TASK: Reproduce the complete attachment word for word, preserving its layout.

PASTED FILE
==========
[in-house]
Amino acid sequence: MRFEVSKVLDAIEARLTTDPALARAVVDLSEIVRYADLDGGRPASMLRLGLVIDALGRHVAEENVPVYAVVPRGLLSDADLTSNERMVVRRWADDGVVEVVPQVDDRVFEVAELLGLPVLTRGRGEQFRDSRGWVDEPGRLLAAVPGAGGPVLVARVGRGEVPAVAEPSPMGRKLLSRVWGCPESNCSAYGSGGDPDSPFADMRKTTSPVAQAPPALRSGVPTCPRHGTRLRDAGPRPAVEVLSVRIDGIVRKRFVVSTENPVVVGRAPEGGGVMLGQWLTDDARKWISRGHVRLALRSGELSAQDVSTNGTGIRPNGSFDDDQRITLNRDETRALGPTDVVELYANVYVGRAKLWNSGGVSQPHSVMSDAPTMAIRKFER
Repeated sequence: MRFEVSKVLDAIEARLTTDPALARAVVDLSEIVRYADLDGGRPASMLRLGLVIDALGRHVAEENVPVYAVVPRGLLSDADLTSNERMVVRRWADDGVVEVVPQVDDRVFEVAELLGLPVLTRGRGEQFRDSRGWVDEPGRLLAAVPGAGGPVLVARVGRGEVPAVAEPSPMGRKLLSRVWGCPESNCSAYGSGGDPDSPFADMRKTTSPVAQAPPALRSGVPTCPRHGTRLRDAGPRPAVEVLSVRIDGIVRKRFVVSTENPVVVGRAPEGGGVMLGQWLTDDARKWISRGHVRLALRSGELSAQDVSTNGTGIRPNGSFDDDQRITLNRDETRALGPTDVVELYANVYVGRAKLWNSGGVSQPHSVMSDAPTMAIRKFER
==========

[in-house]
Amino acid sequence: MRFEVSKVLDAIEARLTTDPALARAVVDLSEIVRYADLDGGRPASMLRLGLVIDALGRHVAEENVPVYAVVPRGLLSDADLTSNERMVVRRWADDGVVEVVPQVDDRVFEVAELLGLPVLTRGRGEQFRDSRGWVDEPGRLLAAVPGAGGPVLVARVGRGEVPAVAEPSPMGRKLLSRVWGCPESNCSAYGSGGDPDSPFADMRKTTSPVAQAPPALRSGVPTCPRHGTRLRDAGPRPAVEVLSVRIDGIVRKRFVVSTENPVVVGRAPEGGGVMLGQWLTDDARKWISRGHVRLALRSGELSAQDVSTNGTGIRPNGSFDDDQRITLNRDETRALGPTDVVELYANVYVGRAKLWNSGGVSQPHSVMSDAPTMAIRKFER
Repeated sequence: MRFEVSKVLDAIEARLTTDPALARAVVDLSEIVRYADLDGGRPASMLRLGLVIDALGRHVAEENVPVYAVVPRGLLSDADLTSNERMVVRRWADDGVVEVVPQVDDRVFEVAELLGLPVLTRGRGEQFRDSRGWVDEPGRLLAAVPGAGGPVLVARVGRGEVPAVAEPSPMGRKLLSRVWGCPESNCSAYGSGGDPDSPFADMRKTTSPVAQAPPALRSGVPTCPRHGTRLRDAGPRPAVEVLSVRIDGIVRKRFVVSTENPVVVGRAPEGGGVMLGQWLTDDARKWISRGHVRLALRSGELSAQDVSTNGTGIRPNGSFDDDQRITLNRDETRALGPTDVVELYANVYVGRAKLWNSGGVSQPHSVMSDAPTMAIRKFER